A reluctant act of kindness
I was leaving the post office and in a bit of a hurry since I was late to a phone call and I still had one more errand to run. I was just slipping my bike helmet on for the ride to my next destination when I heard someone say: “Excuse me sir. Excuse me, sir?”
I turned around to see a young woman, mid-20s probably, on the platform of a U-Haul moving truck, the metal ramp extended to the pavement of the parking lot.
She jumped down and jogged over to me. “Do you think you could help me?”
“What do you need?” I asked, reticently, all the while thinking that I had better things to do.
“I need to move a table. I’m donating it to the Cancer Society Thrift Store,” she said, pointing to the back door of the shop.
I spied a little end table on the back of the truck.
“That?” I inquired, hopefully.
“No, it’s over here,” she said, waving me on in an attempt to secure some level of commitment for her moving project. “It’s too big for me and there’s just three little old ladies working in the thrift store today.”
“But I’m a little old man,” I said.
She laughed, and nervously flitted her straight, bright red hair. I’m pretty sure she was thinking that I sounded just like her dad, and dads always tell lame jokes.
“You look pretty fit to me,” she said. She regained her composure and persisted with her mission. “Can you help?”
Apparently there was no way of getting out of this. I parked my bike along side the truck and looked inside. The piece of furniture in question was an antique, round pedestal dining table. It was solid oak. It was big. It was, no doubt, heavy.
Reluctantly, I agreed to help and climbed into the moving van. We dragged the table toward the back of the truck and more or less slid it down the ramp. It was unwieldy, at best. We each took a side and lugged it across the parking lot to the back of the thrift store, only to discover that there was no way it was fitting through the door at any angle.
I was hoping this would be the extent of my generosity for the morning. Perhaps we could just leave it on the sidewalk. But then one of the three aforementioned ladies came out of the store.
“Oh, so you found this nice man to help you!”
Clearly my exit strategy was not going to work. Discussions about geometry ensued. But there was simply no way the round object was fitting through the rectangular space. I looked underneath the table. Only six screws held the top to the base.
“Do you have a Philips head screwdriver?” I asked.
The Cancer Society volunteer enthusiastically replied in the affirmative and went to retrieve the tool.
To pass the time, I asked the young woman about the piece of antique furniture that was now at the center of my morning. She explained that it was her ex-boyfriend’s grandparent’s table, which he had somehow inherited. I did not ask for any more information as to what happened to the boyfriend or how the table was bequeathed to her. She was here making a donation for a good cause and that was all I needed or for that matter wanted to know.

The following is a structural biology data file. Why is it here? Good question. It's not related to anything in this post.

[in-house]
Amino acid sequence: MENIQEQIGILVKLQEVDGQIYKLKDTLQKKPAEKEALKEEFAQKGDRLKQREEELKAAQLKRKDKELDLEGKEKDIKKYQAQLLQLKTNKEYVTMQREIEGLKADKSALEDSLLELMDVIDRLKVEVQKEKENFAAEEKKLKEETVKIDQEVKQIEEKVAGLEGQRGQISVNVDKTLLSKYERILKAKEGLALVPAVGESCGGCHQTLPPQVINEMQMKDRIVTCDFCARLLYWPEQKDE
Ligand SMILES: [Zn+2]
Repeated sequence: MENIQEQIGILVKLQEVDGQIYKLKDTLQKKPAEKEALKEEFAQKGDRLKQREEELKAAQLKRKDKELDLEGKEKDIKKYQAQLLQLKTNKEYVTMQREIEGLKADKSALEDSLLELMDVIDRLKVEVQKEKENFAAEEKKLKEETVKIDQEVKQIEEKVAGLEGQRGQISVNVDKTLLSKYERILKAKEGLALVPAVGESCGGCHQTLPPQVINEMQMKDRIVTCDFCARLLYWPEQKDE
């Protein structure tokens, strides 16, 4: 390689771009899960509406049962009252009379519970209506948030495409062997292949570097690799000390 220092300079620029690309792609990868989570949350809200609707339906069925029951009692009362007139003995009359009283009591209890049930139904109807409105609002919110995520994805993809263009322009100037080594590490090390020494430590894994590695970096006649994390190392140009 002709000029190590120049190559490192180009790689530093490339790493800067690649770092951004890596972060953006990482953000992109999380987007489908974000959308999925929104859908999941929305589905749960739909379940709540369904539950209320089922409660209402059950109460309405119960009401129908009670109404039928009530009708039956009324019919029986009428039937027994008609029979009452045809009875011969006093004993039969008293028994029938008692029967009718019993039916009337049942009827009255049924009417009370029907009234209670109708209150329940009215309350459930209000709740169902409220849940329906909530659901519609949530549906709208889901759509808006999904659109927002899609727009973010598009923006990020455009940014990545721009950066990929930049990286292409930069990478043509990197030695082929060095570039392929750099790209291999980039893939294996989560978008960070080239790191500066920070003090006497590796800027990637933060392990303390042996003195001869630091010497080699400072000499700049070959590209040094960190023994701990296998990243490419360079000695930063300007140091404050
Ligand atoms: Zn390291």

The volunteer returned with the tool and I went to work. As anyone who has ever tried disassembling any antique knows, it’s a huge gamble. The screws are usually entombed in the wood, the wood having swelled and then dried repeatedly over years of fluctuation in humidity. And the screws can rust and become brittle with age, snapping at the first suggestion of movement. Remarkably, maybe even miraculously, the six screws complied with the twisting effort with only a slight squeaking complaint now and then.
While I was toiling away at manual labor, I attempted another “dad” joke along the lines of my hourly rate. But the comment went unnoticed as the young woman and the elderly lady engaged in a discussion regarding the need for more acts of kindness in the world. This was a subject of which the more senior of the two felt quite passionate. She relayed that she had called the local newspaper to do articles in an effort to raise awareness for this just cause.
“Really,” she said, “the world just needs more people to do things like this.”
I let my joke slide and agreed with the two of them, making the sentiment unanimous.
With the table top off, the rest of the move was quite easy. I grabbed the base and the two women rolled the top in to the store.
“Is this the man on the bike?” I heard. It was one of the other three Little Old Ladies, apparently, and she was referring to me. In the span of a few minutes, I had gone from an anonymous cyclist just minding his own business to the most famous person in the thrift store.
I reassembled the table and, as I was putting in the last screw, a couple walked in through the front door. The man was looking at the table.
“You want to buy it?” I asked. “Because if you do, maybe I shouldn’t put it all together so you can move it.”
He laughed. “No, just admiring your work.” He helped me flip the table upright and as he did, the Little Old Ladies brought him up to speed on the now famous cyclist’s act of kindness. I considered basking in the glory of the rest of my 15 minutes of fame, but remembered my more pressing engagements.
I shook hands with the young woman and the Little Old Lady № 1. I did not get their names nor did they get mine. But as I was walking out the door, I heard a snippet of conversation between another of the volunteers and a customer.
“How’s Sarah doing?” said one.
“Fingers crossed. In remission,” said the other.
And it was then that it hit me. Yes, I was late to my phone call. But an act of kindness, even one administered begrudgingly, was time better spent.